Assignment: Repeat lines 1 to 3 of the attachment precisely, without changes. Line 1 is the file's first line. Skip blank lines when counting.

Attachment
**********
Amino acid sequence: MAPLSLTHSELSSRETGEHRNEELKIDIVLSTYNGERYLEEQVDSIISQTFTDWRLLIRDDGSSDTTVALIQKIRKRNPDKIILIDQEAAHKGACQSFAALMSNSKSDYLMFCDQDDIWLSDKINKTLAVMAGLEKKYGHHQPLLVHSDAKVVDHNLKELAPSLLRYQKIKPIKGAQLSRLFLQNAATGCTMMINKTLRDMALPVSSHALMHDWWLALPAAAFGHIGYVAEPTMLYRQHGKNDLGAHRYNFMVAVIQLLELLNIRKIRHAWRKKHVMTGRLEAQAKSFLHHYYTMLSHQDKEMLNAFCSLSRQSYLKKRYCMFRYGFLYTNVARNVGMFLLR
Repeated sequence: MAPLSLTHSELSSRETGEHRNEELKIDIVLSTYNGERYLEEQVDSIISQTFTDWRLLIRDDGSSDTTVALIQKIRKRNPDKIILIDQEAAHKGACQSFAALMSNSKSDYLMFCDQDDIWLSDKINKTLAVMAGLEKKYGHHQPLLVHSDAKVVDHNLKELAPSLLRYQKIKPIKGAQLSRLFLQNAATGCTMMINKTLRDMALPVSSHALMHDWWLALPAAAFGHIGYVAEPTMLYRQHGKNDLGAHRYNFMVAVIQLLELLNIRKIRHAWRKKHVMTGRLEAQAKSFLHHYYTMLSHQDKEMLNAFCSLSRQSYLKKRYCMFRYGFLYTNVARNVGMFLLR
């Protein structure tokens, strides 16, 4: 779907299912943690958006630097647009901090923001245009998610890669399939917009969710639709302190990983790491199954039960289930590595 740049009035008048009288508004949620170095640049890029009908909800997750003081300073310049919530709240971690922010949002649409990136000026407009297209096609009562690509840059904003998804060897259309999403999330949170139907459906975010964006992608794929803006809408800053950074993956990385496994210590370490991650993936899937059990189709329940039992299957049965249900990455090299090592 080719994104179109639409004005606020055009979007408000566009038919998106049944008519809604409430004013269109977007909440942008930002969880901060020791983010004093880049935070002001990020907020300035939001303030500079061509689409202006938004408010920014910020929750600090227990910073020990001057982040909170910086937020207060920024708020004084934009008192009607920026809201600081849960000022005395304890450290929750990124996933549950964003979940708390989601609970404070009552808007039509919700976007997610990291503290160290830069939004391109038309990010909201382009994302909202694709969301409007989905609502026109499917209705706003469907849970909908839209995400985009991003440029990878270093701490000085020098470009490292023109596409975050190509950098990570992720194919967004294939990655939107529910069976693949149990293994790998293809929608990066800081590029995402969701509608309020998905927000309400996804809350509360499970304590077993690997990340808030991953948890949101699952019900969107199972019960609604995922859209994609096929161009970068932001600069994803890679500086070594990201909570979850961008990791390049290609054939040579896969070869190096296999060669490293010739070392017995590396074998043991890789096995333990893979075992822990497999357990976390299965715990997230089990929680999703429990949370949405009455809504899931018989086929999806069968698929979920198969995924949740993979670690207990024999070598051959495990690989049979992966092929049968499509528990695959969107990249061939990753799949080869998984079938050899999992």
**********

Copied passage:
Amino acid sequence: MAPLSLTHSELSSRETGEHRNEELKIDIVLSTYNGERYLEEQVDSIISQTFTDWRLLIRDDGSSDTTVALIQKIRKRNPDKIILIDQEAAHKGACQSFAALMSNSKSDYLMFCDQDDIWLSDKINKTLAVMAGLEKKYGHHQPLLVHSDAKVVDHNLKELAPSLLRYQKIKPIKGAQLSRLFLQNAATGCTMMINKTLRDMALPVSSHALMHDWWLALPAAAFGHIGYVAEPTMLYRQHGKNDLGAHRYNFMVAVIQLLELLNIRKIRHAWRKKHVMTGRLEAQAKSFLHHYYTMLSHQDKEMLNAFCSLSRQSYLKKRYCMFRYGFLYTNVARNVGMFLLR
Repeated sequence: MAPLSLTHSELSSRETGEHRNEELKIDIVLSTYNGERYLEEQVDSIISQTFTDWRLLIRDDGSSDTTVALIQKIRKRNPDKIILIDQEAAHKGACQSFAALMSNSKSDYLMFCDQDDIWLSDKINKTLAVMAGLEKKYGHHQPLLVHSDAKVVDHNLKELAPSLLRYQKIKPIKGAQLSRLFLQNAATGCTMMINKTLRDMALPVSSHALMHDWWLALPAAAFGHIGYVAEPTMLYRQHGKNDLGAHRYNFMVAVIQLLELLNIRKIRHAWRKKHVMTGRLEAQAKSFLHHYYTMLSHQDKEMLNAFCSLSRQSYLKKRYCMFRYGFLYTNVARNVGMFLLR
């Protein structure tokens, strides 16, 4: 779907299912943690958006630097647009901090923001245009998610890669399939917009969710639709302190990983790491199954039960289930590595 740049009035008048009288508004949620170095640049890029009908909800997750003081300073310049919530709240971690922010949002649409990136000026407009297209096609009562690509840059904003998804060897259309999403999330949170139907459906975010964006992608794929803006809408800053950074993956990385496994210590370490991650993936899937059990189709329940039992299957049965249900990455090299090592 080719994104179109639409004005606020055009979007408000566009038919998106049944008519809604409430004013269109977007909440942008930002969880901060020791983010004093880049935070002001990020907020300035939001303030500079061509689409202006938004408010920014910020929750600090227990910073020990001057982040909170910086937020207060920024708020004084934009008192009607920026809201600081849960000022005395304890450290929750990124996933549950964003979940708390989601609970404070009552808007039509919700976007997610990291503290160290830069939004391109038309990010909201382009994302909202694709969301409007989905609502026109499917209705706003469907849970909908839209995400985009991003440029990878270093701490000085020098470009490292023109596409975050190509950098990570992720194919967004294939990655939107529910069976693949149990293994790998293809929608990066800081590029995402969701509608309020998905927000309400996804809350509360499970304590077993690997990340808030991953948890949101699952019900969107199972019960609604995922859209994609096929161009970068932001600069994803890679500086070594990201909570979850961008990791390049290609054939040579896969070869190096296999060669490293010739070392017995590396074998043991890789096995333990893979075992822990497999357990976390299965715990997230089990929680999703429990949370949405009455809504899931018989086929999806069968698929979920198969995924949740993979670690207990024999070598051959495990690989049979992966092929049968499509528990695959969107990249061939990753799949080869998984079938050899999992």